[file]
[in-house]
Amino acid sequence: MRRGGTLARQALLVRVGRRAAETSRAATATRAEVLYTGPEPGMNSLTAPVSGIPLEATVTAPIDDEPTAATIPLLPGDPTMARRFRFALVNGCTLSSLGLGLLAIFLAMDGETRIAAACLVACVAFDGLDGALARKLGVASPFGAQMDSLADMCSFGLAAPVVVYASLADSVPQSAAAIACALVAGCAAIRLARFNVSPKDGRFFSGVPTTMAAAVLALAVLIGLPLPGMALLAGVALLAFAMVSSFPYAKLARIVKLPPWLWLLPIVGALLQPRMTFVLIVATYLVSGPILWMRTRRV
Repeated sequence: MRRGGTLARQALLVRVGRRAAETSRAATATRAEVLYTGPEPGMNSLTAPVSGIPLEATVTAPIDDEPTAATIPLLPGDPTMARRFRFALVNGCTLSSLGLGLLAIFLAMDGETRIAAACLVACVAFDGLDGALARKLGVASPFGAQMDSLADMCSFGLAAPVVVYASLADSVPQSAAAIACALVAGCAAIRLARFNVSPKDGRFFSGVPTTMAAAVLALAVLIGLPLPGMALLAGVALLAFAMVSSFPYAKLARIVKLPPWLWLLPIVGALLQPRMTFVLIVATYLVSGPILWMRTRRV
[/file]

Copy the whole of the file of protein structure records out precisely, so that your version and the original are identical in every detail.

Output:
[in-house]
Amino acid sequence: MRRGGTLARQALLVRVGRRAAETSRAATATRAEVLYTGPEPGMNSLTAPVSGIPLEATVTAPIDDEPTAATIPLLPGDPTMARRFRFALVNGCTLSSLGLGLLAIFLAMDGETRIAAACLVACVAFDGLDGALARKLGVASPFGAQMDSLADMCSFGLAAPVVVYASLADSVPQSAAAIACALVAGCAAIRLARFNVSPKDGRFFSGVPTTMAAAVLALAVLIGLPLPGMALLAGVALLAFAMVSSFPYAKLARIVKLPPWLWLLPIVGALLQPRMTFVLIVATYLVSGPILWMRTRRV
Repeated sequence: MRRGGTLARQALLVRVGRRAAETSRAATATRAEVLYTGPEPGMNSLTAPVSGIPLEATVTAPIDDEPTAATIPLLPGDPTMARRFRFALVNGCTLSSLGLGLLAIFLAMDGETRIAAACLVACVAFDGLDGALARKLGVASPFGAQMDSLADMCSFGLAAPVVVYASLADSVPQSAAAIACALVAGCAAIRLARFNVSPKDGRFFSGVPTTMAAAVLALAVLIGLPLPGMALLAGVALLAFAMVSSFPYAKLARIVKLPPWLWLLPIVGALLQPRMTFVLIVATYLVSGPILWMRTRRV